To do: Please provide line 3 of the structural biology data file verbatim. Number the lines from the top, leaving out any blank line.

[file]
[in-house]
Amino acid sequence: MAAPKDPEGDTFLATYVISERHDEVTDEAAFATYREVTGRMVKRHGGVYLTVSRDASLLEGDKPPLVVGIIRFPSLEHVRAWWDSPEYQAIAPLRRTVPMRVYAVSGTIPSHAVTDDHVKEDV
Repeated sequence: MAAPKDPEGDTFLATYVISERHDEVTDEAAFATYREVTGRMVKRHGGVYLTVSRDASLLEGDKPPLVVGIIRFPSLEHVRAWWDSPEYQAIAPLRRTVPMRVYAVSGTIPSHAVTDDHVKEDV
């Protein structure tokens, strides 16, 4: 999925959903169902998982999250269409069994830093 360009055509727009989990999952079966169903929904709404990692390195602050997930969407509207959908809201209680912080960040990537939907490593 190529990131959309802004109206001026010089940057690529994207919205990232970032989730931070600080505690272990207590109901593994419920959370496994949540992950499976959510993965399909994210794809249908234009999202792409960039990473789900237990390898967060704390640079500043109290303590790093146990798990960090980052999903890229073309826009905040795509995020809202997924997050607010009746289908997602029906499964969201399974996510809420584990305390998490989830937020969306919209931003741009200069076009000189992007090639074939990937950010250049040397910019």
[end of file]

Repeated sequence: MAAPKDPEGDTFLATYVISERHDEVTDEAAFATYREVTGRMVKRHGGVYLTVSRDASLLEGDKPPLVVGIIRFPSLEHVRAWWDSPEYQAIAPLRRTVPMRVYAVSGTIPSHAVTDDHVKEDV